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HARDIN v. REYNOLDS
January 30, 2003
WANJIKO E. HARDIN, PETITIONER,
R. J. REYNOLDS, WARDEN, RESPONDENT.
The opinion of the court was delivered by: Charles R. Breyer, United States District Judge
Per order filed on July 2, 2002, the court found that the instant petition for a writ of habeas corpus under 28 U.S.C. § 2254 stated three cognizable claims for relief — (1) ineffective assistance of counsel ((a) counsel's advice that petitioner drop his plea of not guilty by reason of insanity, and (b) counsel's failure to request a jury instruction); (2) improper jury instructions; and (3) prosecutor misconduct — and ordered respondent to shown cause why a writ of habeas corpus should not be granted.
Respondent instead moved to dismiss the petition on the ground that petitioner has failed to exhaust state judicial remedies as to all claims other than his claim that counsel was ineffective for failing to request a jury instruction to the effect that a cocaine-induced psychosis can negate implied malice (claim (1)(b)). Respondent also made clear in his motion that because petitioner's time for filing a new federal habeas petition expired on June 14, 2002, under the law of the circuit, he must be given three options: (1) dismiss the petition and return to state court to exhaust the unexhausted claims; (2) delete the unexhausted claims and proceed with the exhausted claim; or (3) amend the petition to dismiss the unexhausted claims, move to stay the amended petition, exhaust the unexhausted claims and then move to amend the stayed petition to add the exhausted claims. See Ford v. Hubbard, 305 F.3d 875, 882-86 (9th Cir. 2002).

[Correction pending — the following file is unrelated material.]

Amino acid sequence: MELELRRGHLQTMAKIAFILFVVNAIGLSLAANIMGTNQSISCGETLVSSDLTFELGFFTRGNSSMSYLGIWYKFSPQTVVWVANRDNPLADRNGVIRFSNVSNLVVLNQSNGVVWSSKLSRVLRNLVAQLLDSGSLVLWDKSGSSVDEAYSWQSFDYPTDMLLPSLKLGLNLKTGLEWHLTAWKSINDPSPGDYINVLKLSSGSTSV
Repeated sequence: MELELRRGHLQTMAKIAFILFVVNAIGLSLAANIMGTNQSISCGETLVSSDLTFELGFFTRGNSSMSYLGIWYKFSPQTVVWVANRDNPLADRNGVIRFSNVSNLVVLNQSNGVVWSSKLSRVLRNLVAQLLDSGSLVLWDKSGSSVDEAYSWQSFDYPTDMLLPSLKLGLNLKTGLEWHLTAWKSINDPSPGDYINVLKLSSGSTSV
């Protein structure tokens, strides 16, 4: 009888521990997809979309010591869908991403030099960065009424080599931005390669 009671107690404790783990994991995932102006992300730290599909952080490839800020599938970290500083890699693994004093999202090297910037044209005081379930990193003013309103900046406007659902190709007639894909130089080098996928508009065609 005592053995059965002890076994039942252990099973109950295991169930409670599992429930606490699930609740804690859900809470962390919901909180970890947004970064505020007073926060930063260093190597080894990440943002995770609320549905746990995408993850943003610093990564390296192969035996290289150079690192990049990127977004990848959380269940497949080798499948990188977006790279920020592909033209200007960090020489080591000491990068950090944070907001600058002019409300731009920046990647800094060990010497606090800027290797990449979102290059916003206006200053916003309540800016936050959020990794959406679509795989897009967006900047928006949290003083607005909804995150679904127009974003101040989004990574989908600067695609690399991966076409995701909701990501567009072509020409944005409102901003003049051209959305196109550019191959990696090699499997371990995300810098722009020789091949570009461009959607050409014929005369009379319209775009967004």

Petitioner has filed a response conceding that he has not exhausted most of his claims and stating, "Your Honor I choose dismiss my petition and return to state court, so that I can exhaust my unexhausted claims as well as a few more that I've done research on." However, he also requests "an adequate amount of time" to file in state court and return to federal court. Because option (1) would preclude petitioner from returning to federal court (any petition filed after June 13, 2002 would be presumptively time-barred), the court will liberally construe petitioner's response as choosing option (3), the only option under which he may return to federal court with all of his claims. And, in the interest of justice, the court STRIKES all claims other that claim (1)(b) and STAYS the petition pending exhaustion of petitioner's unexhausted claims. Accord id. at 884-85 (noting in dicta that granting a stay is the only appropriate remedy' where an outright dismissal could jeopardize the timeliness of a federal petition, and that denying a stay under such circumstances "would likely constitute error").
In sum, respondent's motion to dismiss (doc # 9) is GRANTED, the petition is STAYED, and the case is ADMINISTRATIVELY CLOSED. Nothing further will take place in this matter until petitioner exhausts the unexhausted claims, and moves to reopen the case, lift the courts stay and amend the stayed petition to add the exhausted claims.
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